When I was sixteen and knew everything, I had a conversation with my boyfriend about how ridiculous it was that his mother didn’t work.
Sure, his dad was a doctor and they didn’t need the measly income she’d make using her teaching degree, but she’d gone to school and earned that degree.
She should want to use it!
Why in the world would she want to stay home and spend her days making cupcakes, going to Bible study, running her children back and forth to activities, and generally making her home a happy and peaceful place?!
I mean hadn’t she ever heard of feminism?
Fast forward six years to when my sweet baby, Brinley Belle, was born.
I suddenly understood.
I understood why I would give up a job that I liked and stop using the degree I’d worked so hard to earn to stay home and take care of my baby. It became my heart’s deepest desire.
And yet, God didn’t immediately give it to me.
So, I went back to school and got a Master’s degree to be a teacher so that I could at least have more time off. I worked as a teacher for six years and hated every morning that I had to leave Brinley, and then Brinley and Dax, and then Brinley and Dax and Baylor. I was miserable at work because all I wanted was to be home with our kids.
I’d devise outlandish schemes that would allow our finances to enable me to be home.
“If we sell our house and live in a temperature controlled storage building…”
I’d be jealous anytime my stay at home mom friends would complain about being tired.
“Yeah right!” I’d think. “I do everything you do, PLUS work a full-time job.”
And then, the spring before Brinley’s 8th birthday, Chip was called to a new church that had a salary sufficient for me to stay home.
Sure, we’d be cutting our annual income by $30,000, but I knew it would be worth it.
I was so excited.
I couldn’t wait to wrap up that school year and move to our new home in McGregor, Texas and start momming full time.
And then I found out I was pregnant with our fourth child.
And then our house didn’t sell.
And two weeks after moving, I found myself lying in bed bawling at 1:00 in the afternoon surrounded by 3 hungry kids and 7,000 unpacked boxes.
I just knew I’d made a huge mistake.
I couldn’t do this. I couldn’t be a stay at home mom. My children were better off with me working and paying someone else to look after them.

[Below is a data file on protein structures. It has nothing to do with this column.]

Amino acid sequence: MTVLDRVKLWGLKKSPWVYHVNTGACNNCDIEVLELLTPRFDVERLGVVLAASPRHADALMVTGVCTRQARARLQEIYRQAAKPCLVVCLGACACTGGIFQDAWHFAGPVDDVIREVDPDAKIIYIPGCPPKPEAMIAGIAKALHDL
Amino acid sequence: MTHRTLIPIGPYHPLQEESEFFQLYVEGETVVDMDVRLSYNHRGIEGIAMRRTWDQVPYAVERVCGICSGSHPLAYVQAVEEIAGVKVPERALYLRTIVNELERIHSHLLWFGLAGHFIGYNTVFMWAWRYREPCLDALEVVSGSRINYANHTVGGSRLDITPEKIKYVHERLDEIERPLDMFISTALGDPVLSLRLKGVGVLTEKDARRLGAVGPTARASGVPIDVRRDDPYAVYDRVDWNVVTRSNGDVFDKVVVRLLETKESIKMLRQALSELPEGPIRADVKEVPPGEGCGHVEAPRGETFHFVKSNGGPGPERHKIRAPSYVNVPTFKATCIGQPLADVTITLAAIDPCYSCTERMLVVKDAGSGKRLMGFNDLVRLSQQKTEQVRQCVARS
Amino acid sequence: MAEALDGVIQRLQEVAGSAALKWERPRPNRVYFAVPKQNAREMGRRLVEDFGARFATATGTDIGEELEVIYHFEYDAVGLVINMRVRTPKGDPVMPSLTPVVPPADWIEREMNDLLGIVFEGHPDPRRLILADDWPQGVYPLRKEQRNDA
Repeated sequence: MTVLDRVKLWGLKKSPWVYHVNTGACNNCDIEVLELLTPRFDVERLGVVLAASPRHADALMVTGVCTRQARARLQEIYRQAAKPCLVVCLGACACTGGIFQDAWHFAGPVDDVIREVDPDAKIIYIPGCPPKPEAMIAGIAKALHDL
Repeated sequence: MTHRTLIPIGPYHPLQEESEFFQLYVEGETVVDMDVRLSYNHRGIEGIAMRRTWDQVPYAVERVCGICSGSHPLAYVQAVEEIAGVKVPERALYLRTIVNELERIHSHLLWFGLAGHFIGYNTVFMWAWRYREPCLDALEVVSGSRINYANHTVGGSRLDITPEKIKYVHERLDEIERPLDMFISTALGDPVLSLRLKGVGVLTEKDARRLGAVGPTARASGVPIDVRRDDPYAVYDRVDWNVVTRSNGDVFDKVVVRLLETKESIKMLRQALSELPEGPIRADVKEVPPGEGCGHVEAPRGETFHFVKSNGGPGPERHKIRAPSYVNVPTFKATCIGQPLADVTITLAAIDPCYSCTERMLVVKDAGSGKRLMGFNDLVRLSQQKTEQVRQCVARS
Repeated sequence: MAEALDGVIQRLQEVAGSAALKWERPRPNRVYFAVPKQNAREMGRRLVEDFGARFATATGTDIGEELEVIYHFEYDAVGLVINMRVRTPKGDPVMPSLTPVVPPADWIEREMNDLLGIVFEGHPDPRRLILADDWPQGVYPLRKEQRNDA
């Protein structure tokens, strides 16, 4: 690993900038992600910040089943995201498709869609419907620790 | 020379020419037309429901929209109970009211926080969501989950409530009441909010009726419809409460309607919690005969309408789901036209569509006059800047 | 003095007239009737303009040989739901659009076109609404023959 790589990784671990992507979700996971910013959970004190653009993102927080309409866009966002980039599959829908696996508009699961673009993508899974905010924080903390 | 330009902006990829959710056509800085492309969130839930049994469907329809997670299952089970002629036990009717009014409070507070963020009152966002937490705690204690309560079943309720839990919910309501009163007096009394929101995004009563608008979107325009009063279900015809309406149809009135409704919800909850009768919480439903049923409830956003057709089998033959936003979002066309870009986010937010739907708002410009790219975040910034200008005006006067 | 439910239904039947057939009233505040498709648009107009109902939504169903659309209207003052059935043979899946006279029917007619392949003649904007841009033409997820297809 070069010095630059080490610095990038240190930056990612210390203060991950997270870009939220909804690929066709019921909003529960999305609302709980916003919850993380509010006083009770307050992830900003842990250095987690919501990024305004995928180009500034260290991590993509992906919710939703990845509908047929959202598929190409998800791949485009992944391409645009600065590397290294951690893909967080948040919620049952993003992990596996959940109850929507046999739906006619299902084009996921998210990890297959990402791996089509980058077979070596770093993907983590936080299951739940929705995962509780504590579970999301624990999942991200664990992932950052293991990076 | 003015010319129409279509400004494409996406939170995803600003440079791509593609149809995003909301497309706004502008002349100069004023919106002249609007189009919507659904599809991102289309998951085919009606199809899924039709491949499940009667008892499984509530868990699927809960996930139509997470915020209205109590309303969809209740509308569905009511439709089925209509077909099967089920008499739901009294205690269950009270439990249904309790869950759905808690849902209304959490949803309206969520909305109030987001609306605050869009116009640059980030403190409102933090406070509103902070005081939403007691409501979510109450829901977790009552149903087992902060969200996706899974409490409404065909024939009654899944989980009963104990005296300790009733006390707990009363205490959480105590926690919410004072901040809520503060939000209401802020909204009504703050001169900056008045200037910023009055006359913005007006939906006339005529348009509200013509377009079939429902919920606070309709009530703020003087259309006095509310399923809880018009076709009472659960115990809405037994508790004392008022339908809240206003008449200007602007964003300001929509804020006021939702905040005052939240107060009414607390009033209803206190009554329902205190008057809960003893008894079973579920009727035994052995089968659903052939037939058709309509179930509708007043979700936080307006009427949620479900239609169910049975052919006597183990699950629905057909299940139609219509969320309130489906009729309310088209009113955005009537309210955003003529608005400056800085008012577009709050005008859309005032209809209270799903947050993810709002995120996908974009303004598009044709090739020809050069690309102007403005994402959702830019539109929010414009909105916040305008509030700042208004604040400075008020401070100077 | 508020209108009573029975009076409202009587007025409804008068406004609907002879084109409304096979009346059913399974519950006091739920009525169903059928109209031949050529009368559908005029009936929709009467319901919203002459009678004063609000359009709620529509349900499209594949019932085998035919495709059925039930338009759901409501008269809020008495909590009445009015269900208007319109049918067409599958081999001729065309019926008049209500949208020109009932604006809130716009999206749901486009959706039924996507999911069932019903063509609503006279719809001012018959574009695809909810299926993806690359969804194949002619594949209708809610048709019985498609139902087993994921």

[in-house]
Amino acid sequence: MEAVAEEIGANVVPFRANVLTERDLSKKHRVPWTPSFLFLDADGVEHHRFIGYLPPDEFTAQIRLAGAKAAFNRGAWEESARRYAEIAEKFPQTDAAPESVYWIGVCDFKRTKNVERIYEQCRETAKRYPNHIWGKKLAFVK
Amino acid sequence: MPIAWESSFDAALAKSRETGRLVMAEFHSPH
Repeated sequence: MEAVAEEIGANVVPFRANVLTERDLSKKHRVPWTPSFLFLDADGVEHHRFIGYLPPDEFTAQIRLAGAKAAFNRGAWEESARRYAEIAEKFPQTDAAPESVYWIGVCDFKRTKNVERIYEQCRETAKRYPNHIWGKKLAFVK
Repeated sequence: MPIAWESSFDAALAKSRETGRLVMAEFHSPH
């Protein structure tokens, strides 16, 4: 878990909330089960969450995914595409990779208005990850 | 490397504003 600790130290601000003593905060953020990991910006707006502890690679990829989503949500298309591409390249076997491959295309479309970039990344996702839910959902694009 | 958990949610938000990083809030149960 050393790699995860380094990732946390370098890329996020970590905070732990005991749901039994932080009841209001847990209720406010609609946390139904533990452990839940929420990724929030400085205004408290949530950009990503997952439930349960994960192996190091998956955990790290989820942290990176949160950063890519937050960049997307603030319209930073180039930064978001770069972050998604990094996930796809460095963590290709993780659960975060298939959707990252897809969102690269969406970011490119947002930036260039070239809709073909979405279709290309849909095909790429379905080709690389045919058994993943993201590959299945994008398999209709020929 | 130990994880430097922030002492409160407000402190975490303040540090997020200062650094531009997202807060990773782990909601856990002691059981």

When my husband talked to his sister about my emotional state, she quickly planned a trip from Tennessee. She showed up and unpacked boxes and hung pictures on our walls. She talked to me about depression. She helped me do things that I didn’t even know I needed help doing. When she left, not only was my house in a better state, but I was too.
I’d jumped into a huge job, my most important job ever, with no real plan. I’d expected the transition to be seamless and easy. After all, these were my kids. I’d been raising them their whole lives while also working a full-time job.
So why is it so hard?
After thinking it over for the past few months, I’ve come up with a couple of reasons.
1. You Have a Huge Priority Shift
I’d gone from spending 45+ hours per week at work and then another 10+ hours at home working on work. During that time, Chip and I dealt with things using a triage system.
Did the kids need showers tonight? Yes. Priority One – bathe kids.
Did the laundry have to be done tonight? No. Relegate it to the weekend.
Do the dishes have to be washed tonight? Yes – we are out of cups. Priority Two – Dishes after kids are in bed.
Suddenly, I had an extra 55 hours per week and I felt like I should do everything, every day.
I should make 3 home-cooked meals, run the dishwasher 3 times a day, do all the laundry, play with the kids, and keep the rest of the house spotless. It was too much.
I’d forgotten how to prioritize.
2. You Forget Who You Are
Not in a weird mental failing sort of way. I just mean that I became so focused on homemaking that I forgot that I was also a wife, friend, granddaughter, etc.
I didn’t take time for dates with my husband, and I forgot to text my best friend. I didn’t want to answer my grandma’s calls because I was busy homemaking.
And not in a good way.
We weren’t making homemade play-dough or sensory bins. We were cleaning – which leads me to my last reason the transition is so difficult.
3. You Forget Your Worth
Unless your homemaking experience has been completely different than mine, there aren’t a lot of people telling you that you’re doing a good job.
When I worked, I got frequent affirmation from my principal, fellow teachers, students, even strangers when they heard that I taught high school English at an alternative school. They affirmed me because I was good at it. There were things that needed to be done and I did them.
Lesson plans? Check.
Worksheets copied? Check.
Papers graded? Check.
Raise test scores? Check.
But at home? There’s no checklist for the day unless you make it yourself.
And if you’re anything like me, you do make one, and it ends up with 37 things on it which I could never accomplish in one day.
So I ended every day feeling like a failure.
I started getting hyper-focused on the cleanliness of our house simply because it was measurable. You can quickly see how clean the house is. You can’t quickly assess the state of your children’s hearts. There is no physical evidence when you walk in the door of a good quiet time.
So how can you fix this???
In part two of this two-part series, we will explore some ways to ease the transition from working mom to stay at home mom.
What have you found to be the most difficult part of becoming a stay at home mom?